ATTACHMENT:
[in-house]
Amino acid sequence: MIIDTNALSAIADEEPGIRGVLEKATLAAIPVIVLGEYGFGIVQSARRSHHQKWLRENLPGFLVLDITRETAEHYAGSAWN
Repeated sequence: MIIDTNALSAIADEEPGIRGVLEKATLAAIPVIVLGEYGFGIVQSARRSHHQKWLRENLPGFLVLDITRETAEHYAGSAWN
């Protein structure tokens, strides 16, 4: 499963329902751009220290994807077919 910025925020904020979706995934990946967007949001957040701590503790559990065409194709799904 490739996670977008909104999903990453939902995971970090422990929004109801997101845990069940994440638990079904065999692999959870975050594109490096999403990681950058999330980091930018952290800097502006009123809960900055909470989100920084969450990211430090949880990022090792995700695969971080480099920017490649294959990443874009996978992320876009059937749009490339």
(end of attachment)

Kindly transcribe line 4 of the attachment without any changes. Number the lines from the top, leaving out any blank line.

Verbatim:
């Protein structure tokens, strides 16, 4: 499963329902751009220290994807077919 910025925020904020979706995934990946967007949001957040701590503790559990065409194709799904 490739996670977008909104999903990453939902995971970090422990929004109801997101845990069940994440638990079904065999692999959870975050594109490096999403990681950058999330980091930018952290800097502006009123809960900055909470989100920084969450990211430090949880990022090792995700695969971080480099920017490649294959990443874009996978992320876009059937749009490339």